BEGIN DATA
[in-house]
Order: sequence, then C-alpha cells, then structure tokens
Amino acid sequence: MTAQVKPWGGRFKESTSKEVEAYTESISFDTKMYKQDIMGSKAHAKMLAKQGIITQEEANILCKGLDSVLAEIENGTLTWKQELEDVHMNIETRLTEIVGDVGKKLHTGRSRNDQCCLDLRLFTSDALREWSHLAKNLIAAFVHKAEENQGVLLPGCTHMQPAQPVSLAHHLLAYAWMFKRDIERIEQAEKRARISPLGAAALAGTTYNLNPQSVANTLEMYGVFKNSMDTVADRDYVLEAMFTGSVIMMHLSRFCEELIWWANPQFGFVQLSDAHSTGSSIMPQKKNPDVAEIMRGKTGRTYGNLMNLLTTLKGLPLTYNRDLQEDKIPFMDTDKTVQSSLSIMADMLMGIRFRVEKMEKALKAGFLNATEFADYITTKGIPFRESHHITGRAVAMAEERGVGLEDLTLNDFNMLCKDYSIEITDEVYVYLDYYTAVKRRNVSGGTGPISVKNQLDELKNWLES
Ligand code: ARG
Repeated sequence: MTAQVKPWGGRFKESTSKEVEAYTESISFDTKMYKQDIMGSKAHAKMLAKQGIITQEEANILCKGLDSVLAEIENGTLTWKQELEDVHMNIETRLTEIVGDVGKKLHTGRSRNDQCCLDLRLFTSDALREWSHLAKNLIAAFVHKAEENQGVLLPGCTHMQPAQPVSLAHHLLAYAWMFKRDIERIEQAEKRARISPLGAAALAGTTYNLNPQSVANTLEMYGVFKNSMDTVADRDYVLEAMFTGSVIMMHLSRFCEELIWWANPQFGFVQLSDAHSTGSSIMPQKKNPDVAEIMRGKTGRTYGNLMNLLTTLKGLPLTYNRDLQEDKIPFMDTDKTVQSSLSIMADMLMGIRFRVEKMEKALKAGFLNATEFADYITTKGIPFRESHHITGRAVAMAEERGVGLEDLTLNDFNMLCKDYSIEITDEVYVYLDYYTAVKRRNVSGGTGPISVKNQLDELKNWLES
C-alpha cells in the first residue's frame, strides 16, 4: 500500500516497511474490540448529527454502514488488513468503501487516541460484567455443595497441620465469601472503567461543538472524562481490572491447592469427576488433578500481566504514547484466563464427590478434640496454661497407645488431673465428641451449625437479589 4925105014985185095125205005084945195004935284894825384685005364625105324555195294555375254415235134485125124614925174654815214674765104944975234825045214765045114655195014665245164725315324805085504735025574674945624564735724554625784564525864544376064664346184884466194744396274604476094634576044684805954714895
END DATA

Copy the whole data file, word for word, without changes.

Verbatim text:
[in-house]
Order: sequence, then C-alpha cells, then structure tokens
Amino acid sequence: MTAQVKPWGGRFKESTSKEVEAYTESISFDTKMYKQDIMGSKAHAKMLAKQGIITQEEANILCKGLDSVLAEIENGTLTWKQELEDVHMNIETRLTEIVGDVGKKLHTGRSRNDQCCLDLRLFTSDALREWSHLAKNLIAAFVHKAEENQGVLLPGCTHMQPAQPVSLAHHLLAYAWMFKRDIERIEQAEKRARISPLGAAALAGTTYNLNPQSVANTLEMYGVFKNSMDTVADRDYVLEAMFTGSVIMMHLSRFCEELIWWANPQFGFVQLSDAHSTGSSIMPQKKNPDVAEIMRGKTGRTYGNLMNLLTTLKGLPLTYNRDLQEDKIPFMDTDKTVQSSLSIMADMLMGIRFRVEKMEKALKAGFLNATEFADYITTKGIPFRESHHITGRAVAMAEERGVGLEDLTLNDFNMLCKDYSIEITDEVYVYLDYYTAVKRRNVSGGTGPISVKNQLDELKNWLES
Ligand code: ARG
Repeated sequence: MTAQVKPWGGRFKESTSKEVEAYTESISFDTKMYKQDIMGSKAHAKMLAKQGIITQEEANILCKGLDSVLAEIENGTLTWKQELEDVHMNIETRLTEIVGDVGKKLHTGRSRNDQCCLDLRLFTSDALREWSHLAKNLIAAFVHKAEENQGVLLPGCTHMQPAQPVSLAHHLLAYAWMFKRDIERIEQAEKRARISPLGAAALAGTTYNLNPQSVANTLEMYGVFKNSMDTVADRDYVLEAMFTGSVIMMHLSRFCEELIWWANPQFGFVQLSDAHSTGSSIMPQKKNPDVAEIMRGKTGRTYGNLMNLLTTLKGLPLTYNRDLQEDKIPFMDTDKTVQSSLSIMADMLMGIRFRVEKMEKALKAGFLNATEFADYITTKGIPFRESHHITGRAVAMAEERGVGLEDLTLNDFNMLCKDYSIEITDEVYVYLDYYTAVKRRNVSGGTGPISVKNQLDELKNWLES
C-alpha cells in the first residue's frame, strides 16, 4: 500500500516497511474490540448529527454502514488488513468503501487516541460484567455443595497441620465469601472503567461543538472524562481490572491447592469427576488433578500481566504514547484466563464427590478434640496454661497407645488431673465428641451449625437479589 4925105014985185095125205005084945195004935284894825384685005364625105324555195294555375254415235134485125124614925174654815214674765104944975234825045214765045114655195014665245164725315324805085504735025574674945624564735724554625784564525864544376064664346184884466194744396274604476094634576044684805954714895